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25 January 2010
What will aliens look like if
we find them? Will we be meeting life-forms incredibly
similar to ourselves? Or will they be the frightful monsters of sci-fi films?
How do you break news of alien discoveries to the world without creating
wide-spread pandemonium? These are just some of the questions that will be
discussed at a two-day conference starting today (Monday 25 January) at The
Royal Society in London. The discussion meeting The detection of
extra-terrestrial life and the consequences for science and society is the
first to take place in the Royal Society’s 350th anniversary year.
Astronomers are now able to detect planets orbiting stars other
than the Sun where life may exist, and living generations could see the signatures
of extra-terrestrial life being detected. Should it turn out that we are not
alone in the Universe, it will fundamentally affect how humanity understands
itself and we need to be prepared for what will follow.
Highlights of the conference include Professor Simon Conway Morris FRS on predicting what
extra-terrestrial life might be like and preparing for the worst, Professor
Albert A Harrison on what the reality of human responses to extra-terrestrial
intelligence might be, and Nobel prize winner Christian de Duve on life as a
A line-up of world-leading astronomers, biologists and
astrophysicists including SETI founder Dr Frank Drake, principal investigator for the British Beagle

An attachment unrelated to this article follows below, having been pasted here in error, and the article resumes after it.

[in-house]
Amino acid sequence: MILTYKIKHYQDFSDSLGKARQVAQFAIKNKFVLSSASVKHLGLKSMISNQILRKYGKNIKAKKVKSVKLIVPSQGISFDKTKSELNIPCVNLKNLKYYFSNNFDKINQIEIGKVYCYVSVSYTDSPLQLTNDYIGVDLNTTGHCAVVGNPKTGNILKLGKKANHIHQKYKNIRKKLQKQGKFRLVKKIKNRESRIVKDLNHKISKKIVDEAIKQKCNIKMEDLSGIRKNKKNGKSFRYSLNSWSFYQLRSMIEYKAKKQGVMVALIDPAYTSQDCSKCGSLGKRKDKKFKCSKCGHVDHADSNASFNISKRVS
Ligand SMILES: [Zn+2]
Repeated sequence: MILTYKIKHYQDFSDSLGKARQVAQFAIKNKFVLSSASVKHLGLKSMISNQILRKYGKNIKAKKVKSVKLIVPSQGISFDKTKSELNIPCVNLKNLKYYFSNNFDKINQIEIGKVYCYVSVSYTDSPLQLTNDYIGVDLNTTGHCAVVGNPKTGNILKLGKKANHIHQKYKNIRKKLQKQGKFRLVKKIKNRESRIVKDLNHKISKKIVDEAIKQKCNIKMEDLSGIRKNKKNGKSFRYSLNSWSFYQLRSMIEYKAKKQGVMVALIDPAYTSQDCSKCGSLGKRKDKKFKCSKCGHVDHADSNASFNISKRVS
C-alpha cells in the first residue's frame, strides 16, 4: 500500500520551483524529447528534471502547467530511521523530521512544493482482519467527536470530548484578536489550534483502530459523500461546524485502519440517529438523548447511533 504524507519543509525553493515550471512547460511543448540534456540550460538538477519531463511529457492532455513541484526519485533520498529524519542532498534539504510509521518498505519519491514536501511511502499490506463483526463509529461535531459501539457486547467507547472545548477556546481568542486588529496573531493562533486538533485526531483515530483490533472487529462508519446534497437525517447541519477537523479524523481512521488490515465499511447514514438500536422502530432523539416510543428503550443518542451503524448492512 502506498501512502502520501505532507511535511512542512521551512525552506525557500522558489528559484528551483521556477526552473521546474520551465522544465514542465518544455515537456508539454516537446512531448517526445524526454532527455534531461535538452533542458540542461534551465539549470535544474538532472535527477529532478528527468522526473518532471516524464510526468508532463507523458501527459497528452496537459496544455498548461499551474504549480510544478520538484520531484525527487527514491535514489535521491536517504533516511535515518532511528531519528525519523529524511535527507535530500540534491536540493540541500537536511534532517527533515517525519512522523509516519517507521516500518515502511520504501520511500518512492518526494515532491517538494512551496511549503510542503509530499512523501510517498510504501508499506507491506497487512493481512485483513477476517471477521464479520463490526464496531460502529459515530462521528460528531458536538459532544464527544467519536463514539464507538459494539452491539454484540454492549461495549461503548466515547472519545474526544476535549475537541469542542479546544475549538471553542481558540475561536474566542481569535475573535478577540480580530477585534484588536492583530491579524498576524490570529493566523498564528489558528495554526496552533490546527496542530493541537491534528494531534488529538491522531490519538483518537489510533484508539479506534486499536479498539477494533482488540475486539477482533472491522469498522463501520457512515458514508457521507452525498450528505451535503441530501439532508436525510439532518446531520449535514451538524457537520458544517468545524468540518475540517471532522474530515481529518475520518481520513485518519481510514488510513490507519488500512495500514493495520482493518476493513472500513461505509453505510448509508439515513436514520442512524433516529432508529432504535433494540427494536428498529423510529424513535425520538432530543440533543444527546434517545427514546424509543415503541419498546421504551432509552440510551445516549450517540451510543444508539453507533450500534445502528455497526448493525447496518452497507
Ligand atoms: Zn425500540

2 Mars lander project Professor Colin Pillinger and Director of the BEYOND: Center for Fundamental Concepts in Science Professor Paul
Davies, will be discussing man’s search for extra-terrestrial life and the
consequences for science and society. Speakers will also include
representatives from NASA, the European Space Agency and the UN Office for
Outer Space Affairs. Martin Rees, President of the Royal Society and Astronomer
Royal will also be chairing one of the sessions.
Professor Paul Davies will also give a public lecture ‘The Eerie Silence: are we alone in the universe? ’ on Tuesday 26th
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The Government’s spending decisions for the financial year 2015-16 provide an important opportunity to strengthen the role of research and innovation as drivers of UK growth and competitiveness, according to the UK’s four national academies, including the Royal Society.
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